So I was creating some aliases in my .zshrc to quickly create new posts, I realized that the file has grown into something that I quite like and I really don’t want to re-make from scratch ever again.

There’s also that moment when you know you should spend a few minutes in one of your .dotfiles sharpening your productivity tools, but you don’t want to really bother. I think knowing that I have a backup system in place and that whatever time I invest in my .dotfiles is something I can draw dividents from for the rest of my “Linux Hacking Life”.

I found an excellent post, telling me exactly how to set this up.

Using Git And Github To Manage Your Dotfiles by Michael Smalley

I really like the approach he took and was happy to follow it step by step.

There were just two small gotchas that I figured out quite quickly but it is the type of thing that one can get stuck on & give up the whole process, so here they are, hopefully you or my future self will find them helpful.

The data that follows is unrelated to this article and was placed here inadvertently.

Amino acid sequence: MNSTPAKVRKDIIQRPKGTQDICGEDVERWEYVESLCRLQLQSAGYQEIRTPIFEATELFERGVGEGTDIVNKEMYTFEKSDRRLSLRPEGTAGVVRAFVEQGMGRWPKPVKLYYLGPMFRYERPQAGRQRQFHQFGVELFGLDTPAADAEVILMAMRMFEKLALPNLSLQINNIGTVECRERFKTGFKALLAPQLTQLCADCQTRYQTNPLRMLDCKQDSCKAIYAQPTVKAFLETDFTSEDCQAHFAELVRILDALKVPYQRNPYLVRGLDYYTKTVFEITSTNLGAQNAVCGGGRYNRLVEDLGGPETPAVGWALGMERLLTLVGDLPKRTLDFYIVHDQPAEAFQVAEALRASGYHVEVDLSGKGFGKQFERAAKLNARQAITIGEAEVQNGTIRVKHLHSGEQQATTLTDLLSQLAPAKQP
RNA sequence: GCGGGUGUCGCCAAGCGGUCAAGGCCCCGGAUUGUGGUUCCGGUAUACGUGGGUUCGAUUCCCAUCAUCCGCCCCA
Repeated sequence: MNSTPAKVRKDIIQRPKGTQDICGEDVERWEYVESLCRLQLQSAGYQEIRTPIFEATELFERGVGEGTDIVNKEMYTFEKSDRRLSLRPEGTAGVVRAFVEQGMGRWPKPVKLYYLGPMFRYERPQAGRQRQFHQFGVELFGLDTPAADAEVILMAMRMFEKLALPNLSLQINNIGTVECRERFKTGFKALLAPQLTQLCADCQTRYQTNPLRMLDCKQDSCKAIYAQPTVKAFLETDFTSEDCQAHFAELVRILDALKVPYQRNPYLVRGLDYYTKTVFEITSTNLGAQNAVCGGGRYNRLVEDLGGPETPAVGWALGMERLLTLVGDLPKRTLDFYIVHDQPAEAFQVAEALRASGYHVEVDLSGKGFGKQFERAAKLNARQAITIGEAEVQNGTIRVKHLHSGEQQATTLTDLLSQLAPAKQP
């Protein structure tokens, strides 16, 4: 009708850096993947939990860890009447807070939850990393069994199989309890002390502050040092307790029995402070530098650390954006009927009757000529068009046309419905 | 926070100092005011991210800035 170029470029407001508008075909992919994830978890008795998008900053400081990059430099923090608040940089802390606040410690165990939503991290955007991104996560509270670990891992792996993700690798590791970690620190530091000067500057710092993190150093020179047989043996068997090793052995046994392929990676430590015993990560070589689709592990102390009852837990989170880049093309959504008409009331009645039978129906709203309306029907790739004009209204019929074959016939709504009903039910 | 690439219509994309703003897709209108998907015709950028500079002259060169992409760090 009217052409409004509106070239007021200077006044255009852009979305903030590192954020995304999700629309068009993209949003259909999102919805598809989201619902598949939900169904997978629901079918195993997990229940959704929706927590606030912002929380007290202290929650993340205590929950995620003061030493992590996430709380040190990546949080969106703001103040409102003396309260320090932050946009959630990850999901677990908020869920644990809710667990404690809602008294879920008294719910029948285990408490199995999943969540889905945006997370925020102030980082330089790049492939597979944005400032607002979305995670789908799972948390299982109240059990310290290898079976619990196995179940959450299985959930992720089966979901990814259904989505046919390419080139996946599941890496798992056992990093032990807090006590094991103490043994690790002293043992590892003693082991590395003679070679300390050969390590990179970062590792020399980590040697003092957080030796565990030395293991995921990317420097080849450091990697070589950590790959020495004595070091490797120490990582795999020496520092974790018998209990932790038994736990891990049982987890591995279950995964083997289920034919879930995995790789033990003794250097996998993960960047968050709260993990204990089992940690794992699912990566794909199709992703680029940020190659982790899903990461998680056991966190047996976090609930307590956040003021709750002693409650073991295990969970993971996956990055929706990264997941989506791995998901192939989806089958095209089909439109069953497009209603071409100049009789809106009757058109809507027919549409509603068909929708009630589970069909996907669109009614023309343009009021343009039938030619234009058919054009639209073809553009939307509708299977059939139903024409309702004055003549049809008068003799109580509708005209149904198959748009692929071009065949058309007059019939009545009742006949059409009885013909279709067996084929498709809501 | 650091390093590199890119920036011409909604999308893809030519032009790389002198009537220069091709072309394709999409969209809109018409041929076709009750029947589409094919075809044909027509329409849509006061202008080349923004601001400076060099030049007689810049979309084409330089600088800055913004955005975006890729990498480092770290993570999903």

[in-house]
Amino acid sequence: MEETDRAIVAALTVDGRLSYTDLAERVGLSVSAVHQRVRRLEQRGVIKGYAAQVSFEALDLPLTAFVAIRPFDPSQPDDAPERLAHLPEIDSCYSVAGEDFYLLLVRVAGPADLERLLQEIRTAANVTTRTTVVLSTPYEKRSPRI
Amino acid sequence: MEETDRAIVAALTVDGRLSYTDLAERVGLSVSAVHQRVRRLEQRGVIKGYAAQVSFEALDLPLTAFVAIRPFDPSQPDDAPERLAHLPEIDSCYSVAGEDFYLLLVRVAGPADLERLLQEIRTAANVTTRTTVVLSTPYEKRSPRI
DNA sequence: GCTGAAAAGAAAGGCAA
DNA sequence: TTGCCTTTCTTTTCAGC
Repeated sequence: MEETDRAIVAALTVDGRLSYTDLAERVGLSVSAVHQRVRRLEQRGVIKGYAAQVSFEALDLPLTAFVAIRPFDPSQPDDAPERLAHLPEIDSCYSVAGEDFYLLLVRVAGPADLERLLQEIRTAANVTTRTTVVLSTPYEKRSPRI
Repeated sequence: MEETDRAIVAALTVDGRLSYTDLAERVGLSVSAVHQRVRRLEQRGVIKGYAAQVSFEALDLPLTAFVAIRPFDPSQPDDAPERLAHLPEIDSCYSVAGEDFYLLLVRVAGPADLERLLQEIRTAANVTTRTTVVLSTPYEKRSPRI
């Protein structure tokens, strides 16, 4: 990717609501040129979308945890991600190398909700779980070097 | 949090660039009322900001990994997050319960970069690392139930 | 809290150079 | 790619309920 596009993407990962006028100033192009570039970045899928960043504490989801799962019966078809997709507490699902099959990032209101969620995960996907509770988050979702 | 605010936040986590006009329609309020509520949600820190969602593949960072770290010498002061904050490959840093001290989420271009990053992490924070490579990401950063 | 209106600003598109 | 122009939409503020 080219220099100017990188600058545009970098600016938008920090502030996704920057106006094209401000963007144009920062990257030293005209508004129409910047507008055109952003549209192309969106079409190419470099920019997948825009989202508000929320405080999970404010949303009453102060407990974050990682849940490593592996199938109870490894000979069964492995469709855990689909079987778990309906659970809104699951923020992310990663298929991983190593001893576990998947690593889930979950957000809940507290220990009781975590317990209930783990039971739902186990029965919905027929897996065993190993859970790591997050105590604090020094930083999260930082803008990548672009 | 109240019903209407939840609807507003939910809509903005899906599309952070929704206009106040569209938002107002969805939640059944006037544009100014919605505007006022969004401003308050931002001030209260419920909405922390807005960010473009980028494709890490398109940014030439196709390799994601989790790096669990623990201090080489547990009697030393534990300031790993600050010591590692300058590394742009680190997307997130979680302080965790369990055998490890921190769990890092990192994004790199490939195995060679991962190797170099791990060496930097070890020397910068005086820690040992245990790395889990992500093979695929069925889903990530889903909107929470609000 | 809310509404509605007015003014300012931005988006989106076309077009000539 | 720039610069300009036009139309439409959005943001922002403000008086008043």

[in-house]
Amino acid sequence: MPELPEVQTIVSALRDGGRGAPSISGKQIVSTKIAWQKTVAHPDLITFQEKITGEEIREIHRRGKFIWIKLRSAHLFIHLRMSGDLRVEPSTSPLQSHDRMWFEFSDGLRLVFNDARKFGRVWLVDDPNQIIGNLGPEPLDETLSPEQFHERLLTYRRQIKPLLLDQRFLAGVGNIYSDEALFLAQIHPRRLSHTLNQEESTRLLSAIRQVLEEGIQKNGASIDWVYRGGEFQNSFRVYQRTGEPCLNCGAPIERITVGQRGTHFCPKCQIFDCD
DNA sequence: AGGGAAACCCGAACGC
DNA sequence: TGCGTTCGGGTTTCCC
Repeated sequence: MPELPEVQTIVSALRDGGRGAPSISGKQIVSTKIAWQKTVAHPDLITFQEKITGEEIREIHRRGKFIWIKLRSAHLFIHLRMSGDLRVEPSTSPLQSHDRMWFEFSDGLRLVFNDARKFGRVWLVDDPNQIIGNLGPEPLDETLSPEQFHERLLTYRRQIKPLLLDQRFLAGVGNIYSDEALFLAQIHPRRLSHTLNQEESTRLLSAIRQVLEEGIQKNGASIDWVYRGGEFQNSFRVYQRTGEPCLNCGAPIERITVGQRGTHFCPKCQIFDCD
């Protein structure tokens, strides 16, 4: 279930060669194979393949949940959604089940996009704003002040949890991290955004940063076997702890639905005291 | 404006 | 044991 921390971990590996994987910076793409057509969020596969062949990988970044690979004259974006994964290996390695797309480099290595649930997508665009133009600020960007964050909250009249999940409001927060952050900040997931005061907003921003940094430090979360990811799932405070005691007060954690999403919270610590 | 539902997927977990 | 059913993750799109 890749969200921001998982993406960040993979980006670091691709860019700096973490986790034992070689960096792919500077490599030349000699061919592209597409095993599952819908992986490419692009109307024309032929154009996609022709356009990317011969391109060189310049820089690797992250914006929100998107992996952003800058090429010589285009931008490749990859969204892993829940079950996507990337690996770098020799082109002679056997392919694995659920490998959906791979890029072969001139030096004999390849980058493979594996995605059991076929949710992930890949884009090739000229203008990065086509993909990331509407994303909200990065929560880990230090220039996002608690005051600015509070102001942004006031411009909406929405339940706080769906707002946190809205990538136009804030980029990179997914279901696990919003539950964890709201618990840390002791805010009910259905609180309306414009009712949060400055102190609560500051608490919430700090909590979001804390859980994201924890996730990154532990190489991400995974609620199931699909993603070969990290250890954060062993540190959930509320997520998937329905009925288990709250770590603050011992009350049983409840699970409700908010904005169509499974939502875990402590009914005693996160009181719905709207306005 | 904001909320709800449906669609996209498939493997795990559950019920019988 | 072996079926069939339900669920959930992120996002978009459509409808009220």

1. The script is a tiny bit scary, but ended up being 100% fine. It copied the directories belonging to zshell & vim to a dotfiles_old directory in the home directory. Because I didn’t read the script before running it (I know, very irresponsible) I was expecting the dotfiles_old in the ~/dotfiles directory. So for a minute there my Vim wasn’t working properly & I didn’t know where the directory went.

  2. The oh-my-zsh installation directory is a Git repo The way I installed Zshell on Ubuntu was by cloning the Git repository. I really like this method of installation because whenever I want to update it I just cd into it and do a git pull.

This is the first time I dealt with a Git repo inside a Git repo. I added it to a .gitignore and did a git rm -r --cached <your directory> to stop tracking it and all was well.

After that all was working perfectly, my dotfiles & relevant directories are now pushed to a git repo here

I would suggest you do the same, it will take you way less time to set this up than to have to keep stopping in the middle of your work to go add things to your dotfiles that you forgot when you moved to your new machine.